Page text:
The Guy in the Red Hat

Old-time Red Wings fans — and boy do I hate seeing myself increasingly descending into that category — may well recall the Guy in the Red Hat at Olympia Stadium.
‘Member him?  He was the beefy guy in a red Olympia attendant’s outfit — red hat, red sports coat, red pants — who used to sit between competing hockey players in the old penalty box.  What a gig.  For apparent reasons of space, there was only one penalty box at the Olympia, so when teams took coinciding penalties, the offending players sat next to each other in the box.  How’s that for provocative?  Here two guys may have been tearing each other apart on the ice — via dirty hits, a fistfight, a high sticking duel, you name it — and their punishment was to go sit in the penalty box … next to the hated guy they had just tangled with.
And that’s where the Guy in the Red Hat came in.  HE was situated there, like a traffic cop, between contesting players.  As I recall, the guy we got used to seeing in the Red Hat was no spring chicken.  He appeared to be in his 40s or early 50s, and definitely of a beefy body design. In fact, he looked a bit like old Red Wings dictator Jack Adams (actually the longtime general manager and sometime coach of the franchise), and he was there to try, somehow — and against all reason — to keep the peace.  Fat chance.
What invariably happened, and we saw it over and over at the Olympia and sometimes on TV, was that the two players would resume their battle in the box.  Sticks might go up, or punches would again be exchanged.  The difference now was that the Guy in the Red Hat was caught between the two, trying to simultaneously subdue both of them, with only ONE inevitable result.  And that was that the Guy in the Red Hat would invariably get his hat (red) knocked off.  Say the Red Wings’ Ted Lindsay and Dickie Moore of the Canadiens were sent to the box for an on-ice dukeout.  With those two, it was certain that the battle would continue in  the box.  Lindsay might reach over and grab Moore, who would respond with a wild right hand swinging punch, and BAM … off would fly the Guy in the Red Hat’s hat.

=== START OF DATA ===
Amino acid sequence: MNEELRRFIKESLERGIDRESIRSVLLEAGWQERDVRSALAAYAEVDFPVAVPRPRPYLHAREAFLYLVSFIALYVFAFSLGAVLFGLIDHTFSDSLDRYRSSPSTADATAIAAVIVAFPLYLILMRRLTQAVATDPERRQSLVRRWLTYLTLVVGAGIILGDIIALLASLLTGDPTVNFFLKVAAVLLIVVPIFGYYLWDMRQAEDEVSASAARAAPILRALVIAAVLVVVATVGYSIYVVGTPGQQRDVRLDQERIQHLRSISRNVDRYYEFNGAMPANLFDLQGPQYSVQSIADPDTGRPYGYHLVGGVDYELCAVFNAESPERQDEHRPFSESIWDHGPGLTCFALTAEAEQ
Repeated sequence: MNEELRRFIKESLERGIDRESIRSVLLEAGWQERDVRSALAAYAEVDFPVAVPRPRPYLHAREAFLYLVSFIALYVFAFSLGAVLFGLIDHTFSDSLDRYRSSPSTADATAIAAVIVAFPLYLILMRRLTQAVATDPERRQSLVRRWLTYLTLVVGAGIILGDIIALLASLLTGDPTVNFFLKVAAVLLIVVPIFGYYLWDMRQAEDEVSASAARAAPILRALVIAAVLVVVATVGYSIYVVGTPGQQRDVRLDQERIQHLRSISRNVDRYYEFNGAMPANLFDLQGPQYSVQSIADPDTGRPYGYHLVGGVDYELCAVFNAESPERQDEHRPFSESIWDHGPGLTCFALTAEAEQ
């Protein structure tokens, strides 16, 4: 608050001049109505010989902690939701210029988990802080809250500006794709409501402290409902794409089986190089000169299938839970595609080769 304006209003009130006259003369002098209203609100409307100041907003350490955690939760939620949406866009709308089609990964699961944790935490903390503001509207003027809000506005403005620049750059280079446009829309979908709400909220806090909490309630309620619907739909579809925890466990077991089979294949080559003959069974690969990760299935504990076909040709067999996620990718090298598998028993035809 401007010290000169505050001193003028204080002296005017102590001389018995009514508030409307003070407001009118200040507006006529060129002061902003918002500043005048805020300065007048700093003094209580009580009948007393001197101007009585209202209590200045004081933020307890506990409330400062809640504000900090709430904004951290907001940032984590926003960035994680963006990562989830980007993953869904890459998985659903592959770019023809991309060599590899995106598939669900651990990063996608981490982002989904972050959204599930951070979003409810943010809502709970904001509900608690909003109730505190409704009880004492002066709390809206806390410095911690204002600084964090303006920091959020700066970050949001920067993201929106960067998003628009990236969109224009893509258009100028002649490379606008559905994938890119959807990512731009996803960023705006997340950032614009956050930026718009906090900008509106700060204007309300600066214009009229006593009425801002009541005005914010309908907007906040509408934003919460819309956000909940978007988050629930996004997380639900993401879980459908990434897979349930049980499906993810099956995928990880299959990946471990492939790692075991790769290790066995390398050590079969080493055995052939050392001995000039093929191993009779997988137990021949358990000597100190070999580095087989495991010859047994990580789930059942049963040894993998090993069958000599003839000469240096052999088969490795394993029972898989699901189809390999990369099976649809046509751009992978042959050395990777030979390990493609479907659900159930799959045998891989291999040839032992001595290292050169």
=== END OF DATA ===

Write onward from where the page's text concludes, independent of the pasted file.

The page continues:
As I mentioned, we never knew the identify of this brave fellow.  He did look like Jack Adams, maybe he was his brother.  He may have been a cop, or possibly –based on his appearance — a former wrestler or wrestling coach, because he would throw himself into the tussles with gusto.  What would begin as a mano a’ mano batttle always turned into a three-man rumble.  If — as often happened — both teams sent multiple players to the box after a mid-ice free-for-all, what continued in the box — always with the Guy in the Red Hat’s hat flying — was tag team mayhem.  You might have, say, Lindsay again and Gord Howe and Red Kelly on one side … with Moore and Rocket Richard and Bert Olmstead in there for the Habs.  All six guys would almost certainly jump at each other, with fists and sticks and the Red Hat flying.
Why the Guy in the Red Hat did what he did is anybody’s guess.  He was there seemingly for decades, the ’50s into the ’60s I seem to recall.  I hope he was well rewarded for his troubles.  More than that, I hope the dude had bigtime insurance.  ‘Cause was more than one time when the Guy in the Red Hat ended up with a bloodied (red, of course) face.  And THAT was colorful hockey, lemme tell ya, back in the Original Six days.